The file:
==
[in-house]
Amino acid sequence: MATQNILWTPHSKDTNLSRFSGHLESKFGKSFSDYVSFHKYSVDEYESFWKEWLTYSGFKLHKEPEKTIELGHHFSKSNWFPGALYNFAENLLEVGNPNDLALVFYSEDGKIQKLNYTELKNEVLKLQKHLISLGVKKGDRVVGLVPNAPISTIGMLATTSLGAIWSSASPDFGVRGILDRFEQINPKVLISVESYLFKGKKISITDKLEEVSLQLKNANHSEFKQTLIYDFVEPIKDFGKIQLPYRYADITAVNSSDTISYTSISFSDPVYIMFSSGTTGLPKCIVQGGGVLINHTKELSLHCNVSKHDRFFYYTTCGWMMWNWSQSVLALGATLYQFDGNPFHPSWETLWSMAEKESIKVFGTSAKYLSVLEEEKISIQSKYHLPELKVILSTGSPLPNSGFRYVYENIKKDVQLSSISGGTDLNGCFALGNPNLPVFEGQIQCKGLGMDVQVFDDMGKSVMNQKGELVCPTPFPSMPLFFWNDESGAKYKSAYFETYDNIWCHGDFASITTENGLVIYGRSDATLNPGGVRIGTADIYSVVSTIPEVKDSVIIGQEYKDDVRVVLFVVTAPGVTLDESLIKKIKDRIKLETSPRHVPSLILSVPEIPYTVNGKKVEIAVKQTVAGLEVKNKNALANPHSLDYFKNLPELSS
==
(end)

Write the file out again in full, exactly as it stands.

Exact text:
[in-house]
Amino acid sequence: MATQNILWTPHSKDTNLSRFSGHLESKFGKSFSDYVSFHKYSVDEYESFWKEWLTYSGFKLHKEPEKTIELGHHFSKSNWFPGALYNFAENLLEVGNPNDLALVFYSEDGKIQKLNYTELKNEVLKLQKHLISLGVKKGDRVVGLVPNAPISTIGMLATTSLGAIWSSASPDFGVRGILDRFEQINPKVLISVESYLFKGKKISITDKLEEVSLQLKNANHSEFKQTLIYDFVEPIKDFGKIQLPYRYADITAVNSSDTISYTSISFSDPVYIMFSSGTTGLPKCIVQGGGVLINHTKELSLHCNVSKHDRFFYYTTCGWMMWNWSQSVLALGATLYQFDGNPFHPSWETLWSMAEKESIKVFGTSAKYLSVLEEEKISIQSKYHLPELKVILSTGSPLPNSGFRYVYENIKKDVQLSSISGGTDLNGCFALGNPNLPVFEGQIQCKGLGMDVQVFDDMGKSVMNQKGELVCPTPFPSMPLFFWNDESGAKYKSAYFETYDNIWCHGDFASITTENGLVIYGRSDATLNPGGVRIGTADIYSVVSTIPEVKDSVIIGQEYKDDVRVVLFVVTAPGVTLDESLIKKIKDRIKLETSPRHVPSLILSVPEIPYTVNGKKVEIAVKQTVAGLEVKNKNALANPHSLDYFKNLPELSS